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Saturday, 5th May, 2012, 06:18 PM #1
Hydra (Lvl 25)
Prose, Terminology, Fluff, & Presentation: Spreadsheets or Haiku?
One subject which seems to be raging like wildfire across various threads here on the forums right now is not about the rules of D&D Next, but merely about the way those rules are presented.
It turns out that this is a highly contentious topic. The opinions people hold are widespread and diametric, and very, very strongly held. Unfortunately, while a modular rules system can possibly appeal to different tastes in terms of mechanical complexity, the books themselves can only have one approach to presentation. That makes this a particularly difficult subject for WotC - there is no way they will able to not annoy a whole bunch of people, whatever they choose to do (unless they literally produce three different versions of each book!)
UPDATE: I feel an edit to this article is in order because something isn't clear. In this article I'm not talking about about the amount of fluff/flavour text, and most respondents have conflated my use of the word "prose" with "fluff/flavour". 4E certainly has fluff text, and this article is not intended to argue otherwise. What I'm discussing is the presentation of rules: either in prose form (paragraphs) or table/data form; it's a layout issue. The two examples I used below illustrate not fluff/flavour text, but the difference between a paragraph and a stat block approach. Any fluff/flavour aspect that might be hinted at in the article is merely in the context of how it - if present - is presented, and whether any fluff present is intermixed with the mechanics or ring-fenced separately, and not in the context of how much fluff/flavour each has.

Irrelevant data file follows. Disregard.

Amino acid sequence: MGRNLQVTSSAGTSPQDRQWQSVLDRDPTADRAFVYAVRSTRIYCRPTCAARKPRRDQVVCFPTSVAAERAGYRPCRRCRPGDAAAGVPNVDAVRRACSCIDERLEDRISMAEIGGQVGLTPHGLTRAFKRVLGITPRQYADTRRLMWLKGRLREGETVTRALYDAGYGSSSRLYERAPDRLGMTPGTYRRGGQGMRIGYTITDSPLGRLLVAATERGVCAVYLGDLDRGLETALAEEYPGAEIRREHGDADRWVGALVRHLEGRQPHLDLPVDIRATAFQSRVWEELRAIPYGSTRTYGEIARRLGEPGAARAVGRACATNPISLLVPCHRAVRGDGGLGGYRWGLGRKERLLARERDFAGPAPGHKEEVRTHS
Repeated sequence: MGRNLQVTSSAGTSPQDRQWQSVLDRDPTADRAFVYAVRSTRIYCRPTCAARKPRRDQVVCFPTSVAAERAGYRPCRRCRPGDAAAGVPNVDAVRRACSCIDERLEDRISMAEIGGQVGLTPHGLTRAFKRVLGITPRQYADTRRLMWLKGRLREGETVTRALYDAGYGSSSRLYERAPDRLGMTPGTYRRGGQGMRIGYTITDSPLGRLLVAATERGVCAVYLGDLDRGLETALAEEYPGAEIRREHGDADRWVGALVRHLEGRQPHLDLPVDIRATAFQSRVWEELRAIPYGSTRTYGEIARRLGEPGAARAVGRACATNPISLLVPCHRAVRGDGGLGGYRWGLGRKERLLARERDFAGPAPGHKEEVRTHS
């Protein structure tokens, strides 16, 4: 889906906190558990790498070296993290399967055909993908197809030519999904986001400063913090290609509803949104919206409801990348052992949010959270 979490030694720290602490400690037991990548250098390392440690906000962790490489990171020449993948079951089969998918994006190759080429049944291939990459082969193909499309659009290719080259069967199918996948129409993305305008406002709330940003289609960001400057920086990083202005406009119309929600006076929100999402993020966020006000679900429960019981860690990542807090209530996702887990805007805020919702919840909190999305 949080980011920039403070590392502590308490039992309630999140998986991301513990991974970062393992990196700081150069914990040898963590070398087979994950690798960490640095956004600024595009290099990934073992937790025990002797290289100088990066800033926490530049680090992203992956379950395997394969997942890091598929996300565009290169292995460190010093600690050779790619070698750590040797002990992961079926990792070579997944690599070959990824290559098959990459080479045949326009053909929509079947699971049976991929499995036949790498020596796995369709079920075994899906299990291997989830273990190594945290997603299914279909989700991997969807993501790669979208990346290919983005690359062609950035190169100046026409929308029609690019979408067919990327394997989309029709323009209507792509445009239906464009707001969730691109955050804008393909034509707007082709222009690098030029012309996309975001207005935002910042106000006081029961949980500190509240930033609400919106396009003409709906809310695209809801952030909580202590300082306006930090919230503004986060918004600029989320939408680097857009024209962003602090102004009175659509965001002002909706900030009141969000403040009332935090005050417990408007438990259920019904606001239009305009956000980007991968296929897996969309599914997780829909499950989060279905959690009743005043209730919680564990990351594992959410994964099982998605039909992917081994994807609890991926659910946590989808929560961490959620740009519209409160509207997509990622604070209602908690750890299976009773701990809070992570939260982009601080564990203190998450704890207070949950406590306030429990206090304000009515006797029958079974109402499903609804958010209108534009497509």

Here are just some of the threads which address this topic:
I've given my own opinion a number of times; some people agree with me, but it's clear that an equal number do not. This really appears to be a divisive issue.
So, what is the issue? Well, to try and break it down into its simplest terms, it's about the language and layout used when presenting rules material. If I were to engage hyperbolic mode and create a witty and hilarious (no, really!) "scale" depicting the range of opinion, it might look something like this. Or it might not. Maybe a little. Anyway: